Today, it is easy to be discouraged about the state of the world. On NPR today, I heard about the hunger crisis. Yesterday, I talked to a P.I. at a large research institution in despair about the proposed budget and its impact on research. My students come to school on a regular basis in near tears about the state of immigration, health care or the most recent crisis of the day. I have been guilty of burying my head to some degree, for my mental health. But recently, I had the privilege of taking part in a panel regarding the role of STEM education on girls.
I was invited to participate in the panel because I coach a science extracurricular activity at an all-female school. I had few of my students participating, and other faculty and high school girls were invited to be on the panel. When the day rolled around, I was grumpy about having agreed to participate. My children were both sick, I had family in town and it was rush hour when I had to drive across town. Adding insult to injury, the audience was composed of a measly smattering of elderly people; I’m not sure what I’d expected, but I’d hoped for a least a few more people.
The point of the event was to showcase efforts being put into encouraging young women to go into science and technology. The responses of the teenagers astounded me. The totally understood the perceived and stereotyped behaviors of women in STEM in a way I never did as an adolescent. They demonstrated a value for their own collaborative skills. And they left me feeling hopeful about future of women in science and tech.
When the moderator started asking us me questions, I realized how odd it was for me to be on this panel. I was sitting there giving “advice”, as a young person who had recently left science. Inevitably, as I introduced myself and my history, the moderator asked me the question: “so why did you leave research?”. Sure, I’d been asked that question before, but I’d never had to answer it publically or succinctly. And without realizing it, I had a great answer: I love science. After grad school, I was no longer interested in doing research. I was (and remain) interested in talking about science and I find it fulfilling and challenging. So girls, you should do what you love—I am. Sure, there were lifestyle reasons, but it ultimately came down to my personal interests.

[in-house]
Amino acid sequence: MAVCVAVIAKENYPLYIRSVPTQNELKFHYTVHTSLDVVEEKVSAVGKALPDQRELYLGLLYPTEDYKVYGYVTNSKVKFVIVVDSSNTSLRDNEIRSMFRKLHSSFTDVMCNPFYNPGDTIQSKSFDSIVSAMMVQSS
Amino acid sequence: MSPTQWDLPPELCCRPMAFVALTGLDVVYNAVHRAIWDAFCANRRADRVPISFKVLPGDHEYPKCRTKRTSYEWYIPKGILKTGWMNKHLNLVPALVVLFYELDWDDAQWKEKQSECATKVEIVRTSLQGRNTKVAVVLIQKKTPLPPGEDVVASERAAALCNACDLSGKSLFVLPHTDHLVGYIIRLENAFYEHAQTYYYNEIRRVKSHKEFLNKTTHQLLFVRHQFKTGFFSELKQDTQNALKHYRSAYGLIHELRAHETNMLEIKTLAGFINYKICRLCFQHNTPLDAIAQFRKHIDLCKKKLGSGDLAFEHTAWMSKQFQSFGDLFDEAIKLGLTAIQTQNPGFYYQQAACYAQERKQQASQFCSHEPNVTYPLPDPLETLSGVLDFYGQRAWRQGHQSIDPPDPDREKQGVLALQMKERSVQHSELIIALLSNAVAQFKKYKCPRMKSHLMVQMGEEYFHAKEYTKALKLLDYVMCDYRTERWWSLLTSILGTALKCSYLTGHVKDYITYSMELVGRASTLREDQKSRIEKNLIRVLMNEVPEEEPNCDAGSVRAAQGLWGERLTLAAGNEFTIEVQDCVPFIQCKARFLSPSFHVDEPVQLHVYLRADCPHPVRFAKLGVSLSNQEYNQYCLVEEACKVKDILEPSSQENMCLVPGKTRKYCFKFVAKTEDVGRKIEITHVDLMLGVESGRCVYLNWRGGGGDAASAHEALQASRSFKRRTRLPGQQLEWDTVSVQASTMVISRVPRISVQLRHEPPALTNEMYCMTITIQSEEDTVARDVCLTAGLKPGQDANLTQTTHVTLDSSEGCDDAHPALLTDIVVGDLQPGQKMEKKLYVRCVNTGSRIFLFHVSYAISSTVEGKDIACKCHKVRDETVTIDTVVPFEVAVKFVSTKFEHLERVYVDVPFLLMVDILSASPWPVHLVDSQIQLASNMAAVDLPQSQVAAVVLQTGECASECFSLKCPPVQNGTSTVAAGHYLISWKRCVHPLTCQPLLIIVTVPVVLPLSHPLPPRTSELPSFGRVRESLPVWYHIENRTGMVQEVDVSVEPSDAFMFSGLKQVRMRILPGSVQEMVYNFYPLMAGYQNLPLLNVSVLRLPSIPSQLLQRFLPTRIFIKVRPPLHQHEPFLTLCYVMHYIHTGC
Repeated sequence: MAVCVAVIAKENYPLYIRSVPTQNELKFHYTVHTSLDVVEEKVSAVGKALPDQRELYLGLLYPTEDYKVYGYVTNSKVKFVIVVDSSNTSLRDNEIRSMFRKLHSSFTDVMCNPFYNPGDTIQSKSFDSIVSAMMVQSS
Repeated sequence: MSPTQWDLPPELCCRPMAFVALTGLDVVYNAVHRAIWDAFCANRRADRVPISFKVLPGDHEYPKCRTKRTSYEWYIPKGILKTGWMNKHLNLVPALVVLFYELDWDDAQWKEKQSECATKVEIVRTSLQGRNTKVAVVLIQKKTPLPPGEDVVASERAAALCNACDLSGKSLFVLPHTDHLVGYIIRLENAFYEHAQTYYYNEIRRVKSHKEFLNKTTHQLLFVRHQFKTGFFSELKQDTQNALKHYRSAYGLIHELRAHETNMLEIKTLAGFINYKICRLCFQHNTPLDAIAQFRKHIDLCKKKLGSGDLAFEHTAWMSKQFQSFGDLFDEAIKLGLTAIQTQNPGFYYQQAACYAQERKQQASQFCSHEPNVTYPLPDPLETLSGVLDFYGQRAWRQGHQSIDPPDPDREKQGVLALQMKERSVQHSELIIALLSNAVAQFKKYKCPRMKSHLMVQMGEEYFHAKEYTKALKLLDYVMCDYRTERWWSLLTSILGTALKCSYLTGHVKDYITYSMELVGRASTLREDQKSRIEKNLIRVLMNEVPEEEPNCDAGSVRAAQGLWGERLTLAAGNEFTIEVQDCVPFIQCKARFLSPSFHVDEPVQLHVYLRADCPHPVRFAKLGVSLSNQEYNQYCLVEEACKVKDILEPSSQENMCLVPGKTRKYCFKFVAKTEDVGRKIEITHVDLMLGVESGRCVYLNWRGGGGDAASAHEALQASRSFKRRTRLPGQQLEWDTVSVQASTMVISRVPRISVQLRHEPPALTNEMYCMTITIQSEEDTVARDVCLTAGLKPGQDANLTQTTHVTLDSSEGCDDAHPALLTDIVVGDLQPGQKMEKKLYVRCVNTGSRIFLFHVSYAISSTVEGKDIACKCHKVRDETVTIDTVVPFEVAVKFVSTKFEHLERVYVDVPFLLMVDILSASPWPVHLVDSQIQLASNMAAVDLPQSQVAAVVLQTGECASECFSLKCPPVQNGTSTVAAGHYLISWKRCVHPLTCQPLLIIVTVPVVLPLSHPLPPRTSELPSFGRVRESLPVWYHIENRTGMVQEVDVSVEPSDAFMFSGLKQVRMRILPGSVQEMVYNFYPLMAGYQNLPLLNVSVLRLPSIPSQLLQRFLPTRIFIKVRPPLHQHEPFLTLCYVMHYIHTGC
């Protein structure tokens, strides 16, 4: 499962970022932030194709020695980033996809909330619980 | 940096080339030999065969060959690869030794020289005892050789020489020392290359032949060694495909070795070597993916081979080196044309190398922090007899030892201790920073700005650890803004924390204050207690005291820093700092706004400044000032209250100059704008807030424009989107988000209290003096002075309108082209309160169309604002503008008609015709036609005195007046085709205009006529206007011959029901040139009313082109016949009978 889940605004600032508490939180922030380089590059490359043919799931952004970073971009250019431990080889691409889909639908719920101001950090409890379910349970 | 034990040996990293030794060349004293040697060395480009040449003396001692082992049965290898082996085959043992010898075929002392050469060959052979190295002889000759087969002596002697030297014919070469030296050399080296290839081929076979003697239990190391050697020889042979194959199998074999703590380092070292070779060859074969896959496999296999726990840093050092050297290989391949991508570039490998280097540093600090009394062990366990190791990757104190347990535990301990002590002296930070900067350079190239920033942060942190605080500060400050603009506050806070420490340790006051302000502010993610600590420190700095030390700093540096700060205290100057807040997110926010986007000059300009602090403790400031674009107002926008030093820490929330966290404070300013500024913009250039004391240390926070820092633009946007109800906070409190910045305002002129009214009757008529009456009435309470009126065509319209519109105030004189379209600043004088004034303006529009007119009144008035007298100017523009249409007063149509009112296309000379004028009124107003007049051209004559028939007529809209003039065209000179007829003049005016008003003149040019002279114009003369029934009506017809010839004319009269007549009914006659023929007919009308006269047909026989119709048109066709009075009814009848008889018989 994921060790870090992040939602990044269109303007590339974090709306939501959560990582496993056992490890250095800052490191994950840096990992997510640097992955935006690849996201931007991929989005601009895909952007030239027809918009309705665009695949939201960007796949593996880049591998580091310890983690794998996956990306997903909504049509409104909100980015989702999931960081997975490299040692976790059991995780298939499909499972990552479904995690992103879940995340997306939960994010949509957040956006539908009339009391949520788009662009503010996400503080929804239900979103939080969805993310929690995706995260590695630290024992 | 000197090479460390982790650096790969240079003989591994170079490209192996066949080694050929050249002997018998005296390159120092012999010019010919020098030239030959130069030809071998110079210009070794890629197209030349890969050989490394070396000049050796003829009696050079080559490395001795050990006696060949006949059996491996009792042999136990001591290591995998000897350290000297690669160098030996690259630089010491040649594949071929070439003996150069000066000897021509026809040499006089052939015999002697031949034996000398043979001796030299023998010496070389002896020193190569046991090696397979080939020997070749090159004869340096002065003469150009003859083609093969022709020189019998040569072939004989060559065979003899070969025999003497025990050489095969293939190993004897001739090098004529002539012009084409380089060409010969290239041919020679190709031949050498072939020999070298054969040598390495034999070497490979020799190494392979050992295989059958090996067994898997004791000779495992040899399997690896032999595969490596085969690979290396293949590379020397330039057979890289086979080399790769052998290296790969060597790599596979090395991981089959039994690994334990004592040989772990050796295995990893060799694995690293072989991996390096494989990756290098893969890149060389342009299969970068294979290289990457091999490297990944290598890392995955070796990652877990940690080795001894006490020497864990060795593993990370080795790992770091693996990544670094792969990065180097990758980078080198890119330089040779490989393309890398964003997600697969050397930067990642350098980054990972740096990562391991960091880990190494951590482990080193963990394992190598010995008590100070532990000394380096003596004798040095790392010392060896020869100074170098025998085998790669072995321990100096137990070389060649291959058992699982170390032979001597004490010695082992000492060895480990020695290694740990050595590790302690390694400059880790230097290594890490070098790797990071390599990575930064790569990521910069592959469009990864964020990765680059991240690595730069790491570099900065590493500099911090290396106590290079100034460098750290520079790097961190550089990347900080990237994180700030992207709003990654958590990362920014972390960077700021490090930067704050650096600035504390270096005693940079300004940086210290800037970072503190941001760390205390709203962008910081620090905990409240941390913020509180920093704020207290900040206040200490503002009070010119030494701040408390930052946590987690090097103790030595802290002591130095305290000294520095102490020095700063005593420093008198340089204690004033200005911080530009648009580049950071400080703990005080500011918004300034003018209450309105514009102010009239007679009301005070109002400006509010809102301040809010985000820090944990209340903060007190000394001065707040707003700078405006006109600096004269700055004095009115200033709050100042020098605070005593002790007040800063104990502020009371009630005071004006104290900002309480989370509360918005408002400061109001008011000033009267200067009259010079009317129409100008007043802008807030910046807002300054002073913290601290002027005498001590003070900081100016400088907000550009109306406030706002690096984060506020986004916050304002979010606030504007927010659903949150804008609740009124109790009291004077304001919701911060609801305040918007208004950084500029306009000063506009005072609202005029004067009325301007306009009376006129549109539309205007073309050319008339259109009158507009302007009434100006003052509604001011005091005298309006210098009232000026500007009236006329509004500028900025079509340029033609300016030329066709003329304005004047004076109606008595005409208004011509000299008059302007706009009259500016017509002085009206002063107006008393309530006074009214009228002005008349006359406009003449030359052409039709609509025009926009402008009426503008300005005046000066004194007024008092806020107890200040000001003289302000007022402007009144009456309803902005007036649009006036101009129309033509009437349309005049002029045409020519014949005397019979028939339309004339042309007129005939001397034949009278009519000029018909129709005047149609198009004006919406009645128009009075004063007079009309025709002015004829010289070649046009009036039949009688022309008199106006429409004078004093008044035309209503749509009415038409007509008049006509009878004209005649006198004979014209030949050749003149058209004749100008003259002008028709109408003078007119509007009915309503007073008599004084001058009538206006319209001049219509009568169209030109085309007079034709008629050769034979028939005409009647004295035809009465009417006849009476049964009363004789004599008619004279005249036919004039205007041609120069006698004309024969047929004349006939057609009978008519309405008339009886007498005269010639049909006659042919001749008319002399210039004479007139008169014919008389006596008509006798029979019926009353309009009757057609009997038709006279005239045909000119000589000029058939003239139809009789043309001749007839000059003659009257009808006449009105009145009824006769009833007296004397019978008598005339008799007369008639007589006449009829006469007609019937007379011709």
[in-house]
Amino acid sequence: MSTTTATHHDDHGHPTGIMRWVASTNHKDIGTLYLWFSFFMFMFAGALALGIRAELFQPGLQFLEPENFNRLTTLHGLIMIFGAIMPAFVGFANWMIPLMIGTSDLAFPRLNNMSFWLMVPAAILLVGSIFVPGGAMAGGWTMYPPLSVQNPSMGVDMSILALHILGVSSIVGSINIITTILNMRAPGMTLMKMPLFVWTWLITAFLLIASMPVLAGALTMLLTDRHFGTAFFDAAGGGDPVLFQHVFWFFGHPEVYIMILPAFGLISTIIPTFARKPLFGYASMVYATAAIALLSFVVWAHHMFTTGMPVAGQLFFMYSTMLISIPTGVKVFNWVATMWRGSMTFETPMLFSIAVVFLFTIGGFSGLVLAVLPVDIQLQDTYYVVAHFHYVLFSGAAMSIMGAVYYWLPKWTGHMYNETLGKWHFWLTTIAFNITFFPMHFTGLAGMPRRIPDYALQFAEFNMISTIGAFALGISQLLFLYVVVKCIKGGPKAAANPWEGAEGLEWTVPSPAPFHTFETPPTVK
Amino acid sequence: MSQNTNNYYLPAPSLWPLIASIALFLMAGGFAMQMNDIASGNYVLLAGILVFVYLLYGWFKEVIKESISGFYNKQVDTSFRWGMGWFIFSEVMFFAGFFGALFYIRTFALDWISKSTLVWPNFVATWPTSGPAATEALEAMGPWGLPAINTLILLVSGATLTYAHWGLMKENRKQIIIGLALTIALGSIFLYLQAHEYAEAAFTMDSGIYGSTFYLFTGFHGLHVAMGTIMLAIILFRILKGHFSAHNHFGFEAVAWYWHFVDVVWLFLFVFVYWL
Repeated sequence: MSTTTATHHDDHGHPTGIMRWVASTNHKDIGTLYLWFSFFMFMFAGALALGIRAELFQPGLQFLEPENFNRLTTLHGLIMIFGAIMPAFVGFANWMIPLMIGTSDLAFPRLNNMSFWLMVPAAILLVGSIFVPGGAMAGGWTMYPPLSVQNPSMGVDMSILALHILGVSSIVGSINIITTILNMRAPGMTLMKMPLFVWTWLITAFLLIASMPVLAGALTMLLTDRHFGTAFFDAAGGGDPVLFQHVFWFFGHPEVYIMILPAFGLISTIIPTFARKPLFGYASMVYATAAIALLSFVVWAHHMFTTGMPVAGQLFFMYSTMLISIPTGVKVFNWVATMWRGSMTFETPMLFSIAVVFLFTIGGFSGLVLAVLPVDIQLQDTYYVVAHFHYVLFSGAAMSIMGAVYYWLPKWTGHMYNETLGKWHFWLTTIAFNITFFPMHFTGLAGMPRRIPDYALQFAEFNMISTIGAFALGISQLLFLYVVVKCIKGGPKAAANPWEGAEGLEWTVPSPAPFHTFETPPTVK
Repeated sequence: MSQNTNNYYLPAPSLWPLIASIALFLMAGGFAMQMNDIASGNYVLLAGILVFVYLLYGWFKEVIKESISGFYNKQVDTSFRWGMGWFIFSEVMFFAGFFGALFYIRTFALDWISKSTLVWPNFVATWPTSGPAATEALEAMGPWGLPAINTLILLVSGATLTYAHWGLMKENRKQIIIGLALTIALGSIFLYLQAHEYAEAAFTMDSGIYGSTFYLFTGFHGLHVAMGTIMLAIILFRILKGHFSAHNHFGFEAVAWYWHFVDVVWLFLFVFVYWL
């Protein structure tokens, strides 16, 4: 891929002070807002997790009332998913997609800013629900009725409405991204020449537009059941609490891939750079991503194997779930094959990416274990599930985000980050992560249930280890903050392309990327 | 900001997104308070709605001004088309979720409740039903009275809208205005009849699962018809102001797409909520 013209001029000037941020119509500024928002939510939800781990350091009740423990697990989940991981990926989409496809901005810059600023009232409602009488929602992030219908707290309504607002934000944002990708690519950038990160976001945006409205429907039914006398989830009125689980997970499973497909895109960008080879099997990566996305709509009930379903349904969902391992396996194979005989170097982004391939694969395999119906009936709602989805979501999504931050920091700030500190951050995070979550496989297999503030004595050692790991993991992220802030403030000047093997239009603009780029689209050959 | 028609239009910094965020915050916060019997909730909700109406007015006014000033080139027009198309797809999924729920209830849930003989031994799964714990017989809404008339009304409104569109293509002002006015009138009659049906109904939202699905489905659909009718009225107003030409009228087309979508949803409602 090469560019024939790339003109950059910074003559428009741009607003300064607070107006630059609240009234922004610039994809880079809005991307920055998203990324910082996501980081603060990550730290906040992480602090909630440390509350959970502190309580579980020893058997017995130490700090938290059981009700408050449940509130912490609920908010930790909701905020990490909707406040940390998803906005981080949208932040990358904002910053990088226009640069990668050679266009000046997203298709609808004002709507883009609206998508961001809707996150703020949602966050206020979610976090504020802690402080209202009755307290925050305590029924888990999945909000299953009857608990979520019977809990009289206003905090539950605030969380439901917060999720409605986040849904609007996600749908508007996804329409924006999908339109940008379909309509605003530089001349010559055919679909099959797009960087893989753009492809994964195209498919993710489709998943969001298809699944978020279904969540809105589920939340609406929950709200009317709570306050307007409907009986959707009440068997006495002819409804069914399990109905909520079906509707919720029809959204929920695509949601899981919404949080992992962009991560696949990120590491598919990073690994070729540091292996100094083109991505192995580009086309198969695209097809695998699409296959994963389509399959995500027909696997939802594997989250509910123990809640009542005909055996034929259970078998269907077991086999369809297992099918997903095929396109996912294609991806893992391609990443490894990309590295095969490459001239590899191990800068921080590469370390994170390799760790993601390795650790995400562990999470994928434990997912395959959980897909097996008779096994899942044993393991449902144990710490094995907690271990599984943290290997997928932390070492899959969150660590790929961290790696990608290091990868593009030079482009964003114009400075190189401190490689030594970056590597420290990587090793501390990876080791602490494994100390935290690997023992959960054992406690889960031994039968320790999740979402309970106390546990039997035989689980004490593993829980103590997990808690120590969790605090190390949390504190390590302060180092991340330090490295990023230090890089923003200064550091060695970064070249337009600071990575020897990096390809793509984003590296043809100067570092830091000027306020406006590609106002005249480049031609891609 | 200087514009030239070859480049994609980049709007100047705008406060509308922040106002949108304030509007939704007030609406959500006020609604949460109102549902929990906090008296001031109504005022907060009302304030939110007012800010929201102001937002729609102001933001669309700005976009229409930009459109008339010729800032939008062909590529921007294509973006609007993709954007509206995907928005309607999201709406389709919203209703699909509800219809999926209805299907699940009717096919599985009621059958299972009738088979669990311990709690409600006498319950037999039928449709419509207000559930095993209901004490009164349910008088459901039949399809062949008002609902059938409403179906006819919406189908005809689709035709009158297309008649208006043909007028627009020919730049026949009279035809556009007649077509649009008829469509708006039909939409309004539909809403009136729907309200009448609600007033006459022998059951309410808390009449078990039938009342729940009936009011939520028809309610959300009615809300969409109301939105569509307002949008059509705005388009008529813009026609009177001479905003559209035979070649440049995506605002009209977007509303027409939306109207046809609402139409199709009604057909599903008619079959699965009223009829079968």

Interestingly, I recently got an invitation to complete a survey about myIDP. It forced me to log in and revisit the assessment I’d done during graduate school. I completed it long before I transitioned to teaching and sort of wrote it off. In retrospect, they had me pegged before I was ready to admit it. So I guess my other advice would be to be open to suggestion—perhaps I’d have discovered teaching sooner if I had been more willing to do so. I’m hopeful that the next generation will be able to value and identify their own skills in STEM much more quickly than I have.